I have data in the following structure (simplified):

```
(def m {"a" [1 2 3] "b" [4 5 6] "c" [7 8 9] "d" [10 11 12]})
```

I have a recursive function and at any iteration I am interested in the i'th element of each of `a`

, `b`

, `c`

and `d`

.

What I have been doing is:

```
(loop [i 0]
(let [a ((m "a") i)
b ((m "b") i)
c ((m "c") i)
d ((m "d") i)]
...do stuff with a, b, c and d...
```

In other words I am creating bindings for `a`

, `b`

, `c`

and `d`

and that is because I would rather not repeat something like `((m "a") i)`

multiple times in my code every time I need this value.

This seems a little clunky and not a very functional style. Is there a better way to achieve this? That is, either a more elegant way of creating the bindings or perhaps even a way that avoids bindings?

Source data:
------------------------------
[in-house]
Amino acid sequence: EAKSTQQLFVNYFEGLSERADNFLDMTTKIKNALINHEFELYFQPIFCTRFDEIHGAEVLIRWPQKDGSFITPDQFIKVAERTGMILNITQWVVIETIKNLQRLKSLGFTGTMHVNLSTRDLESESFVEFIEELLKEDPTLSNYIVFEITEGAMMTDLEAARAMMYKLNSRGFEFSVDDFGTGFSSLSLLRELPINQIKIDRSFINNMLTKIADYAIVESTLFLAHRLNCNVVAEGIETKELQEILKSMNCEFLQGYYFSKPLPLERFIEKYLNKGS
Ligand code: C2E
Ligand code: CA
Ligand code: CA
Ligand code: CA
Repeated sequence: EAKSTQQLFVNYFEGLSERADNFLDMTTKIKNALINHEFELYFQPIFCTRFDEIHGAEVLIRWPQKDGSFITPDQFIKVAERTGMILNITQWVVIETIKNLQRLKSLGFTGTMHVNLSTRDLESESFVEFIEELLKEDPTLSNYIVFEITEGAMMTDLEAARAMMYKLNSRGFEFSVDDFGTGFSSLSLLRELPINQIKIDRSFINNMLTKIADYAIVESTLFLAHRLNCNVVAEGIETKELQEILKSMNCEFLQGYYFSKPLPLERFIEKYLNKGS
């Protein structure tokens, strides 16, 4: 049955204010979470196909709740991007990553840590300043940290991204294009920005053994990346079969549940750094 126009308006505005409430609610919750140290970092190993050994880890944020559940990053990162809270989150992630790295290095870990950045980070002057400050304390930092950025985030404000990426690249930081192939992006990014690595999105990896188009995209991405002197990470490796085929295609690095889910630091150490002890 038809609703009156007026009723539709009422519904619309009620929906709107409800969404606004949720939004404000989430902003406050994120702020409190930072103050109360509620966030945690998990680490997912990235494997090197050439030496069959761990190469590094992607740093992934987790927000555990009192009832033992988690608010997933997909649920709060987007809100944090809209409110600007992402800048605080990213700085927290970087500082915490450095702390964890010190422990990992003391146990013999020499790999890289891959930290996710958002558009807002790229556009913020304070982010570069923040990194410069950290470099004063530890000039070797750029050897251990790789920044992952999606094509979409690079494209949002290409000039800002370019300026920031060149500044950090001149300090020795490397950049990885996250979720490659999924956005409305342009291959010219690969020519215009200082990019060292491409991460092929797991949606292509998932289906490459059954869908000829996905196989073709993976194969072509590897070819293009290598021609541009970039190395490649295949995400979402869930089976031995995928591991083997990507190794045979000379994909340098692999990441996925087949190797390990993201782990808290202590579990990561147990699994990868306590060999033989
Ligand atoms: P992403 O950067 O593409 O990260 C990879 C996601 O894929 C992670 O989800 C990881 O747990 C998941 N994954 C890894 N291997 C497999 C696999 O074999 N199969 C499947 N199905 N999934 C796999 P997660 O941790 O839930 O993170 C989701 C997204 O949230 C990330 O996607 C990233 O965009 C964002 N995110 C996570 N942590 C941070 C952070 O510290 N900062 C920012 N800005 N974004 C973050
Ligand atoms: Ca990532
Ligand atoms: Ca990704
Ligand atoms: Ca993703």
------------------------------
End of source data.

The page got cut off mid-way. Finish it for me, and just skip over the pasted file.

**Edit:** Adding an explanation as to why I need loop and not map:

My data represents a tree and my function traverses the tree to find the appropriate terminal node. The `i'th`

element of each of the vectors is the data related to the `i'th`

node. Therefore I start with `i = 0`

as this is the root node. I do some logic and this tells me which node to go to next. The logic is the same at each node and this is why I have used `loop`

and `recur`

. In reality there are perhaps 200 nodes and so one route through the tree could be `0 > 6 > 45 > 67 > 123 > 130 > 156 > done`

.

I would be hugely impressed if there is a way to traverse a tree with `map`

and not `loop`

.

`loop`

is one of the clearest ways to express what you're doing. Another alternative that might be fun to try is to use`tree-seq`

. – Daniel Neal Apr 8 at 8:18`tree-seq`

suggestion Daniel, I will take a look at that. – user2179977 Apr 8 at 10:47